A gene variant known to increase the risk of breast and ovarian cancer has been identified in people of Orkney descent.
A new study suggests that one in 100 people with Orkney grandparents has a specific mutation in the BRCA1 gene.
It turned out that most of them could trace their family lineage back to the island of Westray.
This is believed to be the first time a geographic ancestral link of this type has been established within the United Kingdom.
Researchers also discovered the specific variant of the Orkney gene in lower numbers in genetic testing across the UK and even the US.
Previous research has found that women from certain ethnic backgrounds, such as B. Ashkenazi Jews, also have a high rate of a particular BRCA gene variant.
Across the UK, around 1 in 1,000 people has a BRCA1 mutation, which can put women at higher risk of ovarian and breast cancer.
The BRCA genes are present in everyone, both males and females, but when one of them goes wrong, it can cause DNA damage and cause cells to become cancerous.
People with a genetic variant have a 50% chance of passing it on to their children.
Awareness of the faulty gene was raised a decade ago when Hollywood actress Angelina Jolie underwent a double mastectomy after discovering she had a BRCA1 variant.
The operation is said to have reduced her chance of developing breast cancer from 87% to 5%.
But the NHS warns that risk-reducing surgery is not the only option.
It also notes that awareness of changes in breasts, annual breast exams and MRI scans can help detect breast cancer, while lifestyle changes like healthy eating and exercise can “sometimes reduce the risk”.
There is currently no reliable screening test for ovarian cancer, she adds.
Analysis by Laura Goodwin, BBC Scotland Science and Innovation Correspondent
The identification of this variant – BRCA1 V1736A – is the result of 25 years of clinical research by Prof Zosia Miedzybrodzka, Director of the NHS Grampian Clinical Genetics Service.
At the time, the Breast Cancer Screening Center noticed that the number of families visiting them was increasing and wanted to know why.
As genetic testing increased, the team saw the same gene variant keep popping up and became suspicious of its significance.
Talking to patients about their ancestry helped establish the connection to Westray, an outer Orkney island of just 600 people.
BRCA1 V1736A probably appeared in a Westray founder individual at least 250 years ago.
To date, 37 females of Orcadian descent have been identified with the variant.
Some will never develop cancer, others have opted for risk-reducing surgery.
20 people have been found to have the gene variant who do not yet know they carry it.
They were among more than 2,000 volunteers who provided genetic data for the Orcades study (Orkney Complex Disease Study).
The study’s design at the time meant that information was not disclosed.
The team behind it has now asked permission from the Research Ethics Committee to contact the identified women to let them know they have the BRCA1 gene variant.
Prof Jim Wilson of the University of Edinburgh, who led the study, said: ‘One person here on this island had this variation in a BRCA-1 gene hundreds of years ago and now we find many descendants in both Westray as well as further afield Scotland and beyond.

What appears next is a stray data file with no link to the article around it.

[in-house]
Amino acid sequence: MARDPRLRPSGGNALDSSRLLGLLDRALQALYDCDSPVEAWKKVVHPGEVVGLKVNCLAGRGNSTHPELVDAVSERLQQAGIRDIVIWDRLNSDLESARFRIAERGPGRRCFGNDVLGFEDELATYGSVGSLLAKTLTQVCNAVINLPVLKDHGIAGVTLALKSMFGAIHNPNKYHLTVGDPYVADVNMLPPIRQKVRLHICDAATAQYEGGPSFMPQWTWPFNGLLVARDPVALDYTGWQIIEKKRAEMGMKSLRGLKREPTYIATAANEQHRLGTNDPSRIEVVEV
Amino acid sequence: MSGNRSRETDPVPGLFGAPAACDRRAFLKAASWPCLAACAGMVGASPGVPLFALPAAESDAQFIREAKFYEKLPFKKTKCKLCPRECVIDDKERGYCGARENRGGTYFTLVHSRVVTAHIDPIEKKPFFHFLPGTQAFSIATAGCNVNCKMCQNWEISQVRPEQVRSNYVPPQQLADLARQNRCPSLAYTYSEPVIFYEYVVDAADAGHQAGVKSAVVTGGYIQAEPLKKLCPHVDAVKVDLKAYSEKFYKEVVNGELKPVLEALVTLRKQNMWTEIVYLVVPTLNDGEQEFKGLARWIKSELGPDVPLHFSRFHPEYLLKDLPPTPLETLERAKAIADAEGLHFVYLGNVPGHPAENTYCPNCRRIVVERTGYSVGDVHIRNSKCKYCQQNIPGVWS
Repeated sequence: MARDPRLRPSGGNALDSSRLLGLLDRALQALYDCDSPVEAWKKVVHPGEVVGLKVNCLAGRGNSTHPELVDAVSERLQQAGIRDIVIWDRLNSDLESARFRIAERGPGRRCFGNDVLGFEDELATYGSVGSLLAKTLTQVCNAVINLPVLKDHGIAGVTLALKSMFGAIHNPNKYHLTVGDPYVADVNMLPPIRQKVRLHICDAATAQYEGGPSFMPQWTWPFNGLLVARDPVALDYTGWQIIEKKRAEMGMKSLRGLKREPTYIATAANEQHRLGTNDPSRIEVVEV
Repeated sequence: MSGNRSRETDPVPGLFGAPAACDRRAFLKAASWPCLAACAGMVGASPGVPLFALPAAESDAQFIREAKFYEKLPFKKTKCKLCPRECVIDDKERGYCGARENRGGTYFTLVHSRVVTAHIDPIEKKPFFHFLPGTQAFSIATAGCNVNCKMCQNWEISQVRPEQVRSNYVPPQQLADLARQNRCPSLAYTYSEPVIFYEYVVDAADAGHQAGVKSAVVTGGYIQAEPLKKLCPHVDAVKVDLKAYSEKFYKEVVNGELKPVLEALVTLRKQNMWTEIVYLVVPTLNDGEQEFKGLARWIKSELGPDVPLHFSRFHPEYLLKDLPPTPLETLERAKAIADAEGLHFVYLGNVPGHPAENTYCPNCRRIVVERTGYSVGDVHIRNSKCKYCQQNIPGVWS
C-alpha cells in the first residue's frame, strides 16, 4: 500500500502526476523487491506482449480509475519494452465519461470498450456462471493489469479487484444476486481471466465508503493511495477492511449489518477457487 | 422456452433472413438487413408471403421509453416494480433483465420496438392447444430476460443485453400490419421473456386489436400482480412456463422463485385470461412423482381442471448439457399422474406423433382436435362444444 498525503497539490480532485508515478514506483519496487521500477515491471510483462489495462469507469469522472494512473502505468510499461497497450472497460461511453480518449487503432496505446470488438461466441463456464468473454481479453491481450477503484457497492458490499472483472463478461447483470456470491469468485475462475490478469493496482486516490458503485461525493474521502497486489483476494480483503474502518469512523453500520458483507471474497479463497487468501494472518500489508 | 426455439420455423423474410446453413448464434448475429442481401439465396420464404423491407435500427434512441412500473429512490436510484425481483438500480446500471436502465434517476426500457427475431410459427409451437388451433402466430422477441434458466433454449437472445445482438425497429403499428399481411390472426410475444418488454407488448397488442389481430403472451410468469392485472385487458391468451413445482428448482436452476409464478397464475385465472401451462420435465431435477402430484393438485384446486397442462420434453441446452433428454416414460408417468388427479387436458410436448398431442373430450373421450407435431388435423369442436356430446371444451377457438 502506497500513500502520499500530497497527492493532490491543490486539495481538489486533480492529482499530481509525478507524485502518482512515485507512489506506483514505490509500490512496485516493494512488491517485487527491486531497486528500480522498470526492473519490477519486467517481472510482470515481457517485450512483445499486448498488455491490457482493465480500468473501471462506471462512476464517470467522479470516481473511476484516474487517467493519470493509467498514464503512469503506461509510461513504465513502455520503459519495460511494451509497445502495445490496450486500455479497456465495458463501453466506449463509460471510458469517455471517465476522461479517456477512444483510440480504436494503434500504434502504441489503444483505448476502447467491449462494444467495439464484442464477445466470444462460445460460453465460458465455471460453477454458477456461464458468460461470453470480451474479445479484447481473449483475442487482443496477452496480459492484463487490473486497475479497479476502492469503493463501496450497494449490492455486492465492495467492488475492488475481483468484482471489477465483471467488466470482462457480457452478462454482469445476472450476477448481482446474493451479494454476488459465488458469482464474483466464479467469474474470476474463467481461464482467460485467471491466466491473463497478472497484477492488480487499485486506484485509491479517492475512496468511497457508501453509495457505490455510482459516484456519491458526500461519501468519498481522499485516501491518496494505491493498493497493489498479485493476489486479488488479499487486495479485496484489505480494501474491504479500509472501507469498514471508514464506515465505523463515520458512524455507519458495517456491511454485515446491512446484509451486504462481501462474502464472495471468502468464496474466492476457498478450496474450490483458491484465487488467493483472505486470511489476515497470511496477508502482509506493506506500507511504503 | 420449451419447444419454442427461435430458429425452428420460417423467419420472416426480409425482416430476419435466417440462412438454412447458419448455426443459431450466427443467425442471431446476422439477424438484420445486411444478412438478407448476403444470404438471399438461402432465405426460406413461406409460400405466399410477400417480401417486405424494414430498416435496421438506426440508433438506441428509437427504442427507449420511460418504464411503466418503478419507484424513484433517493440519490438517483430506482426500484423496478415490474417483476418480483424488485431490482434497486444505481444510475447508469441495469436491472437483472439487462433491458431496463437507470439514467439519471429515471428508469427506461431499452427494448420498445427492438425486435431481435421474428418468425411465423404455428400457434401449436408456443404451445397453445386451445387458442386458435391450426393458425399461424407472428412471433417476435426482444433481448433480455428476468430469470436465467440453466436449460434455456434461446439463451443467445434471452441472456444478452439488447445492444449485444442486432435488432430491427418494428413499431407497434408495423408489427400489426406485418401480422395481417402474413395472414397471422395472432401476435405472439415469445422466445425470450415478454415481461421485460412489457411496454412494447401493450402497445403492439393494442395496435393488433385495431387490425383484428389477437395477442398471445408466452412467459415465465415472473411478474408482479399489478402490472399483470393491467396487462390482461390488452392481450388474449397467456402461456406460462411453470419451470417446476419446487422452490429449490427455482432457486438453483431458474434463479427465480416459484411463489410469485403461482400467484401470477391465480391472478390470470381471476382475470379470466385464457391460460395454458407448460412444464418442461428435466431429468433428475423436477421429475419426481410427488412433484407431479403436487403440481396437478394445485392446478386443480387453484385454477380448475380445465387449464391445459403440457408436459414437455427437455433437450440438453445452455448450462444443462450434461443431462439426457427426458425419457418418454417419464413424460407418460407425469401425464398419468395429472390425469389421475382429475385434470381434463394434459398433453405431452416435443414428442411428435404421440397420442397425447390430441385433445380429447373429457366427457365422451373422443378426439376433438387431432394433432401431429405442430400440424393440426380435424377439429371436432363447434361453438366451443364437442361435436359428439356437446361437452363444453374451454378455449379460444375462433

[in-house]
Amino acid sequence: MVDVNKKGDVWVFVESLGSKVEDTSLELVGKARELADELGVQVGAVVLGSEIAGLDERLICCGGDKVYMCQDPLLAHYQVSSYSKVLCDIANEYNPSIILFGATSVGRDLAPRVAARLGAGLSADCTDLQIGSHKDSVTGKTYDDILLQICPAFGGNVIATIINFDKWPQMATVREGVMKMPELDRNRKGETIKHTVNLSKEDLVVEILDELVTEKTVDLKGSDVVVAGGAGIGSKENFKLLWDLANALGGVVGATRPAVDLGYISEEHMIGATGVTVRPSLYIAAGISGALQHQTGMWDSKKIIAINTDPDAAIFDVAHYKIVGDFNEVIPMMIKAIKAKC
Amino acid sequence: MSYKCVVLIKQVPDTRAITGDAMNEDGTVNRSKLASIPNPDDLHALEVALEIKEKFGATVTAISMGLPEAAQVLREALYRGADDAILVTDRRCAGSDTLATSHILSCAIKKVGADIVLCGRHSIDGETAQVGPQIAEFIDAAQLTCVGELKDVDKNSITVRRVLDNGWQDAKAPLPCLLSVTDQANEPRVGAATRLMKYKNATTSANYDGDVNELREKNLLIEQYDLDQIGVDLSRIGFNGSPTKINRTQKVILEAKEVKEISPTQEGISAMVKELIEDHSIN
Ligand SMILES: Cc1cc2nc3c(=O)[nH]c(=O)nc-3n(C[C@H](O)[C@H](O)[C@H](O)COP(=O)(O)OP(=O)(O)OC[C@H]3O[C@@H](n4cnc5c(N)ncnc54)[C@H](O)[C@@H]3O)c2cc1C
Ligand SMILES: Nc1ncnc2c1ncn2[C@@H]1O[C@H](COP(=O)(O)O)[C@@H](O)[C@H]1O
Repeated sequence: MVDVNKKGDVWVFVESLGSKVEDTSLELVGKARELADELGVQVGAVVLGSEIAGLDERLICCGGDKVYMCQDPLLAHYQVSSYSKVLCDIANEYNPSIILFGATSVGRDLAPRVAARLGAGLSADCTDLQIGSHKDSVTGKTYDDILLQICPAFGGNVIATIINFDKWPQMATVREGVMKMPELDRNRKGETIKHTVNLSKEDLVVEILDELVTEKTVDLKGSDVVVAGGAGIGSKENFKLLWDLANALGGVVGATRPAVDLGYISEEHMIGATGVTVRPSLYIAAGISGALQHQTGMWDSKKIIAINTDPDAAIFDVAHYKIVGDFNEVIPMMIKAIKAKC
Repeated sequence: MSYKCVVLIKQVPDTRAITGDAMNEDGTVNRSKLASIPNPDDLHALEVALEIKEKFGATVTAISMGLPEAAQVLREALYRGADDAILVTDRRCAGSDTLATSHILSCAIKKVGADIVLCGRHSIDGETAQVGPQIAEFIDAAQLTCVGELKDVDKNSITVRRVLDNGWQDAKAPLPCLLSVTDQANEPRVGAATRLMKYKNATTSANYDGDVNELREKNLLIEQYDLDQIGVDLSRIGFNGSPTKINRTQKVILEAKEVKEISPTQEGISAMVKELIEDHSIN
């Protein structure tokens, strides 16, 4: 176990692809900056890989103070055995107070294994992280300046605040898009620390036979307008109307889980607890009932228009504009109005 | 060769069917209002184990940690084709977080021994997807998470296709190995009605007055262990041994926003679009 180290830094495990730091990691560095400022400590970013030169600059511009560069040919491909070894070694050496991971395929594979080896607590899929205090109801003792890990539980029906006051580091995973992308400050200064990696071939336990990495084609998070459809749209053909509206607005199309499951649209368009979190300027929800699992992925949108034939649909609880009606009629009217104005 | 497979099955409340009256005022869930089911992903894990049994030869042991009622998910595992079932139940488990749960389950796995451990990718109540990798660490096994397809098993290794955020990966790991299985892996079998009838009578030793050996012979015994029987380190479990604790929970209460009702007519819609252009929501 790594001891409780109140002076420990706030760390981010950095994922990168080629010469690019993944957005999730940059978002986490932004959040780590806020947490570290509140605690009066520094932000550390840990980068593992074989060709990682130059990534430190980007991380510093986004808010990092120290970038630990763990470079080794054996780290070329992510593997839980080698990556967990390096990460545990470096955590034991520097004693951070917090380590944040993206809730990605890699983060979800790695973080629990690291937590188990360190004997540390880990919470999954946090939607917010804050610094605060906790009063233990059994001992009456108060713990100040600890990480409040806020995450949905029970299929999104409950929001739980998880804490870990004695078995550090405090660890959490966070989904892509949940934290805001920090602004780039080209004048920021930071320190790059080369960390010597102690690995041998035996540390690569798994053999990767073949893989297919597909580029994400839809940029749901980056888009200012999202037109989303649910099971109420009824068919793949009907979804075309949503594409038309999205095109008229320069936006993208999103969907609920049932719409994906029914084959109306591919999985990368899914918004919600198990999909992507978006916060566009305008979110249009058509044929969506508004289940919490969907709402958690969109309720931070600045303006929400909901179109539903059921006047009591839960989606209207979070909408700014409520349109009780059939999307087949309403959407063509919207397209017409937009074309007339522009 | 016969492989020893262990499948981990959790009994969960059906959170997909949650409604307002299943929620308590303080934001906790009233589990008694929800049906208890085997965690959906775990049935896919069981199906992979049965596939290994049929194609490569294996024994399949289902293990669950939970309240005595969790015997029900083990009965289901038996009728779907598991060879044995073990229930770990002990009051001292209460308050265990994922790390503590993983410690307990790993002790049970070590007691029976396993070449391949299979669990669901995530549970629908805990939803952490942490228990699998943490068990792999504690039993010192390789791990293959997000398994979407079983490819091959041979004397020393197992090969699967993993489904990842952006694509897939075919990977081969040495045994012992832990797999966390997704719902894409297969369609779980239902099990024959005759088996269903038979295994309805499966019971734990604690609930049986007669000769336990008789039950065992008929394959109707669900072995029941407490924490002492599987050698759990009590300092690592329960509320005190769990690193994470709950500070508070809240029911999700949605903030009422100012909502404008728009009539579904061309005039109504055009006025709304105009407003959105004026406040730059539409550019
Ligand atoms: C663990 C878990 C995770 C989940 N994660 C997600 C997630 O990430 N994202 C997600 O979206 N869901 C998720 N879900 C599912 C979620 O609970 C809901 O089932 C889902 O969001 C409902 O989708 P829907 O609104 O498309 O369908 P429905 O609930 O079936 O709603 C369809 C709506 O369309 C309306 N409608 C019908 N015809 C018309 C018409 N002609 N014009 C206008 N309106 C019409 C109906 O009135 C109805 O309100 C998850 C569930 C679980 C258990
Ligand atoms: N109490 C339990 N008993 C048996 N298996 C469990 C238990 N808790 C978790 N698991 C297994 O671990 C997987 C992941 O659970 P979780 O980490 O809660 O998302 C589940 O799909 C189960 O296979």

“I think that’s the most significant thing I’ve ever really discovered. It will bring immediate benefits to society as a whole.”
“It is important that we know”
Former nurse Linda Hagan was born in Westray and has lived most of her life there.
Her parents and grandparents and most of her ancestors were also from the island.
Linda, 69, told the BBC her younger sister died of breast cancer four years ago.
She should have the results of her genetic screening shortly.
Linda has three daughters and said it was hard to imagine she could have passed the gene variant on to them.
“But it’s important that we know and hopefully something can be done about it,” she said.
Grandparents from Westray
The latest research from the Universities of Aberdeen and Edinburgh has been published in the European Journal of Human Genetics.
The study looked back at the 80 grandparents of BRCA1 variant carriers identified in the Orcades genetic study and found that 60% were from Westray.
Other ancestral links to the island date back to the early 18th century.
Orkney’s population is just 22,000, but there are people with a common ancestry around the world and the researchers said they should be offered a targeted test for the variant.
The test is currently available in Scotland for those who know of a direct family link to the gene or have a family history of ovarian or breast cancer.
Planning is underway for a small pilot that will offer testing to anyone living in Westray with a Westray-born grandparent, regardless of family history.
If the pilot is successful, the long-term aim is to offer the test to anyone in Scotland with a Westray-born grandparent who wishes to do so.
The NHS Grampian Genetics Clinic operates a helpline for questions about the gene variant linked to breast and ovarian cancer for those who have Orkney grandparents. The number to call is 01224 553940. Email inquiries can be directed to gram.orkBRCAgene@nhs.scot
GPs cannot assist with genetic testing and any questions about this research and next steps should be directed to the hotline.